McGraw Tower, Uris Library and Ho Plaza in fall, shot from Barnes Hall.

Mission and history

Advancing the involvement and leadership of Cornell women since 1990

Advancing the involvement and leadership of Cornell alumni to support women’s issues and gender equality since 1990.

Mission Statement

PCCW’s mission is to advance and accelerate the progress of women related issues in support of Cornell’s overall vision to be a world-renowned, top-10 research university, as well as a model academic institution that has a global societal impact.

The core areas of focus for PCCW are student mentorship, financial support in the form of scholarships and micro-grants to Cornell students to further issues that are unique to women, in addition to seed grant funding for research related to women’s issues.

PCCW is a community of more than 800 strong. Membership is by nomination only but is open to all alumni committed to furthering its women-centric mission.

Our mission in action

The President’s Council of Cornell Women (PCCW) was founded in 1990 by then-President Frank H. T. Rhodes with the guiding leadership of trustees Lilyan Affinito ’53 and Patricia Carry Stewart ’50. It has since grown into a group of highly accomplished alumni working to support women’s issues and advance Cornell University’s founding commitment to inclusion with a focus on gender equality in various academic and professional fields, by:

  • Strengthening alumni engagement with the university
  • Mentorship to prepare students for the necessary work of educated global citizens
  • Providing financial support to faculty, students and staff to advance gender equality and sponsor research and scholarship into issues affecting women consistent with PCCW’s mission.

History

Two successful Cornell alumnae, Lilyan Affinito ’53 and Patricia J. Carry Stewart ’50, who met in New York City stuffing envelopes for the Cornell Women’s Club, brought the idea for the President’s Council of Cornell Women to President Rhodes in the late 1980s.

Some might have considered the idea radical. After all, Cornell was a male-dominated Ivy League university that excelled in disciplines that traditionally catered to men. Yet Cornell is also one of the country’s pioneers in coeducation. Following co-founder Ezra Cornell’s famous dictum, “I would found an institution where any person can find instruction in any study,” Cornell admitted two women in 1870, becoming one of the first institutions of higher learning to do so. In the Ivy League, Cornell and Penn were the only truly co-ed members for decades. The rest cordoned off their undergraduate women to Pembroke, Barnard, or Radcliffe, or excluded them altogether.

Guided by Lilyan and Pat’s initial suggestion, Rhodes proposed a council that would identify and engage accomplished Cornell alumnae who would come together to help strengthen women’s roles across the university while also advising him on women’s issues.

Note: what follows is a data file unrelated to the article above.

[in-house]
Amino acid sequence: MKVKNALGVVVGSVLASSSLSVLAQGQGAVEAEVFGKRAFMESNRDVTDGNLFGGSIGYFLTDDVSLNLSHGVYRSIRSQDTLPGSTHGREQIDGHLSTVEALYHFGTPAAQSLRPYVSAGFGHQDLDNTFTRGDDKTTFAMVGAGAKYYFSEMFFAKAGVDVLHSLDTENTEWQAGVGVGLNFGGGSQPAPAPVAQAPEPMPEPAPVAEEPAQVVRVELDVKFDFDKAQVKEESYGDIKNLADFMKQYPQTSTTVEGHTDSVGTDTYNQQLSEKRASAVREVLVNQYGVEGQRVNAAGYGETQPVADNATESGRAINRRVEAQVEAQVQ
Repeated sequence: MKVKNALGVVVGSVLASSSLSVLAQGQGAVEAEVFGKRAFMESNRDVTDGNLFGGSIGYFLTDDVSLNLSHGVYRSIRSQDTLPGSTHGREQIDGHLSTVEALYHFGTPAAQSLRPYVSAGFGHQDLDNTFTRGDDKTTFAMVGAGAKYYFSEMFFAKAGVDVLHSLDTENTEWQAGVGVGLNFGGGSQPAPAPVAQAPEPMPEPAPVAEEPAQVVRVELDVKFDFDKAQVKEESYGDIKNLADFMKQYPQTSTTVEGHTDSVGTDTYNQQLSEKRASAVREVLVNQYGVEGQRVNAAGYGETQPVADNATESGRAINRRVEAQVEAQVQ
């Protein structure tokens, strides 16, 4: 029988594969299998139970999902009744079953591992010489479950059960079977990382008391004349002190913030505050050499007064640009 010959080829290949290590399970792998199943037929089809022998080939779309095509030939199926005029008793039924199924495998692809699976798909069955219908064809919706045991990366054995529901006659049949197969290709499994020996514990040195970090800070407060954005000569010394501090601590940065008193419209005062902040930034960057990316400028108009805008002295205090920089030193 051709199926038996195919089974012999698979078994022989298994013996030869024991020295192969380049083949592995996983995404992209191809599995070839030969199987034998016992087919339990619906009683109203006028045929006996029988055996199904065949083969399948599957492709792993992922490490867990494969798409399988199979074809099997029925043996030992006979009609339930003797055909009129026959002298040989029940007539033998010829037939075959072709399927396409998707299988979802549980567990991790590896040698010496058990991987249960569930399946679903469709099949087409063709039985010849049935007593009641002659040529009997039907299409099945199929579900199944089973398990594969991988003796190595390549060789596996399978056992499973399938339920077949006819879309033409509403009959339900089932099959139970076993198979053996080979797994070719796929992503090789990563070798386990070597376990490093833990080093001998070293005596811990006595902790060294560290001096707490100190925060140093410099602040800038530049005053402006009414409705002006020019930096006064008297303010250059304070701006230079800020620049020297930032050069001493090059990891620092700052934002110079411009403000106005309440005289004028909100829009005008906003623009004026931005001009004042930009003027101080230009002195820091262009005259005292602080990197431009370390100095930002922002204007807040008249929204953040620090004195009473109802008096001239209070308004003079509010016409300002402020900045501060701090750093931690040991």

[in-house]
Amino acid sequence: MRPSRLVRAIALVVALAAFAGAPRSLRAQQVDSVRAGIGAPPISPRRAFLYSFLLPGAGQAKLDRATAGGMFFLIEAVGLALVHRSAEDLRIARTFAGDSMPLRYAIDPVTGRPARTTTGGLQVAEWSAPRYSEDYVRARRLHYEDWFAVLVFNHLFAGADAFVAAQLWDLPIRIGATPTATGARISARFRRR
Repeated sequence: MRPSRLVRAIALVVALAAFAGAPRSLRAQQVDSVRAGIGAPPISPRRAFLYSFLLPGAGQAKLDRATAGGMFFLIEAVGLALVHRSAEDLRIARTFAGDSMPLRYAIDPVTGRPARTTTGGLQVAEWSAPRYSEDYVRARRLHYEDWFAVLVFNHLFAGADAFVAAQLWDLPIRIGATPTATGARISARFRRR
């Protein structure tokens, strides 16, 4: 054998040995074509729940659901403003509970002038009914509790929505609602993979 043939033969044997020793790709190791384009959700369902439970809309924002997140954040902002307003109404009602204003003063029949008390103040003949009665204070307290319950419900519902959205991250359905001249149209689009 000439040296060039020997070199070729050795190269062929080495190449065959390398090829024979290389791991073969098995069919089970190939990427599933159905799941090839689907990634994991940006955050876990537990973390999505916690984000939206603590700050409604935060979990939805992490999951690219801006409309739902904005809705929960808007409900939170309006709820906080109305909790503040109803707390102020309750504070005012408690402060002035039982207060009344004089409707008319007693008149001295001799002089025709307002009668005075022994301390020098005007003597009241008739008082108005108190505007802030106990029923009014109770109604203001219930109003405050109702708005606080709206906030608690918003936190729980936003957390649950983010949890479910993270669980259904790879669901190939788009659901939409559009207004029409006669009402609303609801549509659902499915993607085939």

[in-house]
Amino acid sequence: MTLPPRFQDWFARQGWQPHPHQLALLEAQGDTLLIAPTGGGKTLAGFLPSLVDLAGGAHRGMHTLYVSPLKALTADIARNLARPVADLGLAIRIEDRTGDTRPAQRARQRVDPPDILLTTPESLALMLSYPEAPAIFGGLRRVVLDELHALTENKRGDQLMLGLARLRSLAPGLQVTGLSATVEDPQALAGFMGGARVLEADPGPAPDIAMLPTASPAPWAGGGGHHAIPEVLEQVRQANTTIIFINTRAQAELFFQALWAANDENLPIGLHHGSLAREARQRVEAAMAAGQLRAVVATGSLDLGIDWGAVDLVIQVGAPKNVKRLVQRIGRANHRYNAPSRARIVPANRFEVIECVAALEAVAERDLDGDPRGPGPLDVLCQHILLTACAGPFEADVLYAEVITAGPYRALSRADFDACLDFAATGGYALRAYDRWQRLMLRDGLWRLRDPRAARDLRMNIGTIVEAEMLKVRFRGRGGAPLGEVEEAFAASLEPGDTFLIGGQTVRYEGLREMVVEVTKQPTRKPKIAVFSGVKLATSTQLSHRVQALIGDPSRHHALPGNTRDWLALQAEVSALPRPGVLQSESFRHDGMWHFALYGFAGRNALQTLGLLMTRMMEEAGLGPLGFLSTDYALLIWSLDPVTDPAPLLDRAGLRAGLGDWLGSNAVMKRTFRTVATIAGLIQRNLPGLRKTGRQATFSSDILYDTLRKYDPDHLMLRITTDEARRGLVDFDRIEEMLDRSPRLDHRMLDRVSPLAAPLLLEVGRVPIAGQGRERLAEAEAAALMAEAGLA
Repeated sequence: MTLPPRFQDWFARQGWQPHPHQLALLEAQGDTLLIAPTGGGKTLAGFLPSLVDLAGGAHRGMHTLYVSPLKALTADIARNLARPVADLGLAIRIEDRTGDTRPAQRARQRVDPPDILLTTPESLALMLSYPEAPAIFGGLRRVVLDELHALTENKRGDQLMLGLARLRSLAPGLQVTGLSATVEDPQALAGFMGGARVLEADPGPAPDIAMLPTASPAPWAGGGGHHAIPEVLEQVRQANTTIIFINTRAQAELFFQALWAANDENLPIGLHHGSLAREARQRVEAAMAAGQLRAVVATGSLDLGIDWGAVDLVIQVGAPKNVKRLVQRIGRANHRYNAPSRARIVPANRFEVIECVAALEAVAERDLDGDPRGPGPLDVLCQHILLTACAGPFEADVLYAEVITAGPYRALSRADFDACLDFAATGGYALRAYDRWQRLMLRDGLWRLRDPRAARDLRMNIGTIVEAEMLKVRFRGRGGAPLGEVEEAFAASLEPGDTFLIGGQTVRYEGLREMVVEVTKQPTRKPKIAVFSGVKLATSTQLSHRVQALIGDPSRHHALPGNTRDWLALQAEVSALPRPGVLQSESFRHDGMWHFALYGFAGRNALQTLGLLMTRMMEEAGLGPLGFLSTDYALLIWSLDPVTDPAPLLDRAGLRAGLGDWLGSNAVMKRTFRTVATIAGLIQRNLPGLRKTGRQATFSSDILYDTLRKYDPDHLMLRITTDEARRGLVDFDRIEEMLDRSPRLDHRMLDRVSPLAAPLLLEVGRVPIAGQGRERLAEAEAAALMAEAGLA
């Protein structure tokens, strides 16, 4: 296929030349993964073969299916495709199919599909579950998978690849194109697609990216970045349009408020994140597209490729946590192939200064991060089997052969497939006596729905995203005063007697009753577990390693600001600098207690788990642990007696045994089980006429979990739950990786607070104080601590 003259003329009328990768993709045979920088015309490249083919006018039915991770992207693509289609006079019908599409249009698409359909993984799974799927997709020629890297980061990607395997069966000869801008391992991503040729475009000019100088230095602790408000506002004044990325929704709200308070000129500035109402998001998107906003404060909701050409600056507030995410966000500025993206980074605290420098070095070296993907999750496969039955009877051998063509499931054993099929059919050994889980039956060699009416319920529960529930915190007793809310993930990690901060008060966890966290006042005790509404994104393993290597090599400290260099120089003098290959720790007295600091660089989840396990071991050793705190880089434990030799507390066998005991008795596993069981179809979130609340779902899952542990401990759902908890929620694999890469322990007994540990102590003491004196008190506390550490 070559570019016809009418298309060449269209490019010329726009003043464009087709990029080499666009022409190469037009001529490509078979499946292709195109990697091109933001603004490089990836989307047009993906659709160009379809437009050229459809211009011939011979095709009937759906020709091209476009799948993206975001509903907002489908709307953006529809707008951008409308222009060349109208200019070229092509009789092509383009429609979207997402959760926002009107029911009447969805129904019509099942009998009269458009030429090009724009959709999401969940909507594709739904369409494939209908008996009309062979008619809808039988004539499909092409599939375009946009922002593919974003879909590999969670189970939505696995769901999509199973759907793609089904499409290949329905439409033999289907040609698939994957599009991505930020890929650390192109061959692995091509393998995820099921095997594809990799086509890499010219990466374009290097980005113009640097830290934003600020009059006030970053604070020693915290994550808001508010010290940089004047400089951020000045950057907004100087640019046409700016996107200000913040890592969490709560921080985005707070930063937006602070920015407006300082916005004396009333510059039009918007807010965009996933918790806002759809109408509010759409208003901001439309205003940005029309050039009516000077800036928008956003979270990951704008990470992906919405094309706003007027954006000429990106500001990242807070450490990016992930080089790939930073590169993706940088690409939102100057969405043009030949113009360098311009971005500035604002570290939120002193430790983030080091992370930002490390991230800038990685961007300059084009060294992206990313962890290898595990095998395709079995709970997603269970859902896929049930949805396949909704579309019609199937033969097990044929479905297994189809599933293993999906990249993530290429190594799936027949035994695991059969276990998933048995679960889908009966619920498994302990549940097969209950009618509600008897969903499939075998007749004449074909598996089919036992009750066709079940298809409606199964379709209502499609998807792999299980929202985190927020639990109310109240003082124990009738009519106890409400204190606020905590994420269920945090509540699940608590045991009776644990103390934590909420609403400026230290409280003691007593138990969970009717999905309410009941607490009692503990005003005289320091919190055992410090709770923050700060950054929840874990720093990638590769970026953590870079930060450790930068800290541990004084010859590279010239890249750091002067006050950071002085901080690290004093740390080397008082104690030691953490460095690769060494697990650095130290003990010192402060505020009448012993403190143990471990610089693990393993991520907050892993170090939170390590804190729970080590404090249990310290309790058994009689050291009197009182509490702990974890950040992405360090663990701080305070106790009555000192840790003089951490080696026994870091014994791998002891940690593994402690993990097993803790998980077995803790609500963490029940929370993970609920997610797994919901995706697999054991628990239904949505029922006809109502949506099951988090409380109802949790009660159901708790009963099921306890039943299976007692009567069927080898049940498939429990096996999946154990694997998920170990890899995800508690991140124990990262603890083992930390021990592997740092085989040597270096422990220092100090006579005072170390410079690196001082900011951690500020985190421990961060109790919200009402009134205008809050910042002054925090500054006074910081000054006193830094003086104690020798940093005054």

In the 1980s, Lilyan and Pat had a growing awareness that women had a great deal to offer universities, yet Cornell was missing out. Many women enjoyed connections with Cornell through friends and classmates while they were in school but dropped their Cornell ties once involved with careers and family. Lilyan and Pat, however, stayed involved with Cornell and became close friends. Career success ultimately led them both to serve on Cornell’s Board of Trustees—Pat in 1967 and Lilyan in 1981—where they served together for 13 years.

During this time, a simmering assault on gender issues had brought on a whole new era for women. When Pat joined the board there was one other woman trustee (Adele Rogers), but by Lilyan’s election in 1981, with backing from Pat, there were 11. The Women’s Movement was well underway, sparked by Betty Friedan’s The Feminine Mystique in 1963, and accomplished professional women were increasing in numbers and visibility.

Yet Lilyan and Pat came up short for names when asked, in the 1970s and 1980s, to recommend alumnae for leadership positions. Periodically, they would learn about a prominent woman who turned out to be a Cornellian and wonder why they hadn’t know of her through Cornell.

When they proposed PCCW as a concept, Pat said, it had “nothing to do with fundraising.” She wanted to find a way to get alumni who support women’s issues and gender equality to see how their areas of expertise could help the university. Lilyan was searching for a way to “expose these alumni to what is going on at Cornell, spark their interest, and demonstrate opportunities to get involved.” These re-engaged alumni, then, “would be good role models for students and faculty.”

Since its founding, PCCW has engaged hundreds of Cornell alumni to support scholarship, campus, life, and women’s issues and gender equality.

The Chairs of PCCW

2019-2021

2017-2019

Karen Stewart

Heidi M. Grenek

2015-2017 Jeannette M. Pérez-Rosselló
2013-2015 Jill A. Goldy and Linda M. Gadsby
2011-2013 Julie M. Crotty
2009-2011 Carolyn P. Landis
2007-2009 Laura A. Wilkinson
2005-2007 Margaret Stack Turner
2003-2005 Deborah Gerard Adelman
2001-2003 Martha F. Coultrap
1999-2001 Toby Kleban Levine
1997-1999 Jan Rock Zubrow
1995-1997 Deborah K. Smith
1993-1995 Carol MacCorkle
1991-1993 Randy L. Allen
1990-1991 Judith H. Monson

Interested in learning more about PCCW?

Check out our fact sheet for more details!

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